Americans Tight Lipped about Debt Problems

Could increased openness lead to liberation or more credit card debt?

Each week, Consolidated Credit searches for financial research that can help you deal with your debt and budget. This week…

The interesting study

Nerd Wallet, a financial wellness firm, surveyed over 2,000 adults ages 18 and older and found the average American household with debt is carrying about $15,355 in credit card debt. However, this survey went beyond just how much debt they had to see how they really felt about it deep down.


The big result

Turns out, 70 percent of Americans think there is a stigma attached to credit card debt more than any other type debt.

Americans feel less judged or embarrassed about disclosing other debts – student loans, mortgages and medical bills. This may be due to the belief that these types of debts are taken on for a clear and acceptable purpose, while credit card debt is often seen as frivolous overspending or a sign of lack of financial responsibility.

The fascinating details

Of all the water cooler and ice breaker conversations, debt woes are least likely to be one of them. While it’s certainly not an ice breaker, the survey shows it may be a deal breaker in matters of the heart – and it all depends on age, income, demographic and gender.

Who is more embarrassed by debt?  Survey says…

  • Those who make more money – at least 68 percent of Americans with an income of over $50,000 a year would be embarrassed to tell others that they have credit card debt.
  • Midwesterners – 61 percent are least likely to disclose having any type of debt, followed by 56 percent of Southerners.
  • Households with children – 65 percent of those with children in the home say they’d be more embarrassed disclosing any type of debt whereas just 50 percent of those without children would be.

Credit card debt, dating, gender and age…

  • 49 percent of Americans would be less interested in dating someone with credit card debt
  • More women (51%) than men (46 %) use credit card debt as a deal breaker
  • 62 percent of Americans 65 years and older are least interested in dating someone with debt verses 46 percent of millennials.

Interestingly but unsurprisingly those who are most likely to judge a friend or family member for having credit card debt would feel judged if family members and friends knew how much debt they were carrying.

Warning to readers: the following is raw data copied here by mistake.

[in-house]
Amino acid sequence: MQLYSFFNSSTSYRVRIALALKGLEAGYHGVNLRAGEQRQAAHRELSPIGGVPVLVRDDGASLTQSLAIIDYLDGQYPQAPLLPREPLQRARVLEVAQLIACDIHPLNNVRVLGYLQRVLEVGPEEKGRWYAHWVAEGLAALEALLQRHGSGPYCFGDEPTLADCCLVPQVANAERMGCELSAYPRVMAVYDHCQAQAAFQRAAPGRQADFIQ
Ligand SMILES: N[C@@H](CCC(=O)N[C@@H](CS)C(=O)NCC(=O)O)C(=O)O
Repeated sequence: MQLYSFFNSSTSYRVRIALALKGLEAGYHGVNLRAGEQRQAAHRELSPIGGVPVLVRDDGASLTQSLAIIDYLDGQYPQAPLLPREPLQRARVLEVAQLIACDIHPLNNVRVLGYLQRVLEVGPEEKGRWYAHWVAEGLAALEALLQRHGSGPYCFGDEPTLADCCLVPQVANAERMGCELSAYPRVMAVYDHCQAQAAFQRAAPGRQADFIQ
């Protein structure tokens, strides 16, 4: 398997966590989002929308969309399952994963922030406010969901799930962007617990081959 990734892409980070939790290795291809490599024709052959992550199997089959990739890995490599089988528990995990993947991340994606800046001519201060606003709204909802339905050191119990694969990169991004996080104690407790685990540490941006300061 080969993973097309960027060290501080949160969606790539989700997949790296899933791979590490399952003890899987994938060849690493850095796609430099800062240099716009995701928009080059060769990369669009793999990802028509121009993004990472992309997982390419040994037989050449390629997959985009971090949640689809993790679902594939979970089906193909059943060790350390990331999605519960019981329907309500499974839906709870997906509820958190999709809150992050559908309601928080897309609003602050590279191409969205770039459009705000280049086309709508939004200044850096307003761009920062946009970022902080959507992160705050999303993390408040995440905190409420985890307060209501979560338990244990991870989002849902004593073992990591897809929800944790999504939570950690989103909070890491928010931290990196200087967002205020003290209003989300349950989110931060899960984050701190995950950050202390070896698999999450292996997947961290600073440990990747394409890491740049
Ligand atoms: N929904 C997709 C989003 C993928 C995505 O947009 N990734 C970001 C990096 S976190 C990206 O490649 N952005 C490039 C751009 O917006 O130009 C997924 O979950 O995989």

There is the notion that the more you talk about something – a problem, for instance – the more acceptable it becomes. This can lead to desensitization. Others say talking about it could be liberating and open pathways to finding a solution.

Regardless of how you feel about debt, thankfully there are strategies that can be employed solo and financial companies that can lessen the stress and lighten their burden.

What you can do

Negotiate lower rates with creditors

The best way to deal with anything in life – including debt – is through acceptance first and foremost and then finding solutions to that problem. Feeling shameful or embarrassed may bring with it a timid attitude. Acceptance and openness may lead to proactivity such as picking up the phone and negotiating lower rates with lenders or reaching out to a financial company or advisor for help. By doing nothing, the interest rates remain the same and despite efforts to pay it down the best you can, often the bulk of your payments go towards interest instead of principal, keeping you in debt longer.

So while you may not want to talk to friends and coworkers about your debt, the one group of people you should reach out to so you can talk about it are your creditors!

Take advantage of 0% introductory rates

If the shame is too heavy a burden to bear you may also try taking advantage of 0 percent introductory rate credit card offers. Not for more spending but for transferring balances.

Many companies in an attempt to entice consumers to sign up for new accounts will offer zero percent introductory rates for a certain period. If the 0% introductory period is, let’s say 2 years, and you think you can pay off the debt within that period, then by all means transfer all your debt to this one credit card.

Just be aware with balance transfers that there’s usually a fee for the transfer. So while you’ll avoid monthly interest charges, you may have to pay up to 3% of each balance transferred.

Make sure it’s achievable

If the zero intro rate is six months and you’re carrying $15,000 in credit card debt, unless you’re expecting a windfall it might be impossible to pay it off before the 0 intro rate period expires. If the rate expires and you still haven’t paid off the debt the interest you saved over that six month period will be tacked back onto the debt. Big problem! Your best option would be passing up on that offer and enlisting the help of a debt management company. Before you sign up do your due diligence to make sure that the company you choose is reputable, has been in the business for a long time and has a good rating with the Better Business Bureau (BBB).

“Shame can lead to inaction which just perpetuates and prolongs the cycle of debt without solving the problem,” Consolidated Credit’s Director of Education April Lewis-Parks says. “Debt does not discriminate. We help clients from all walks of life and backgrounds, income levels and age. Life happens – this is why we do what we do.  Instead of carrying the burden of debt alone and in silence, seek help. It will eliminate debt and stress so you can go on with the rest of your life.”

If you need credit counseling and debt management seems like a more viable option dial 1-888-294-3130 to speak to a certified credit counselor or request help online.

Press Inquiries

April Lewis-Parks
Director of Education and Public Relations

[email protected]
1-800-728-3632 x 9344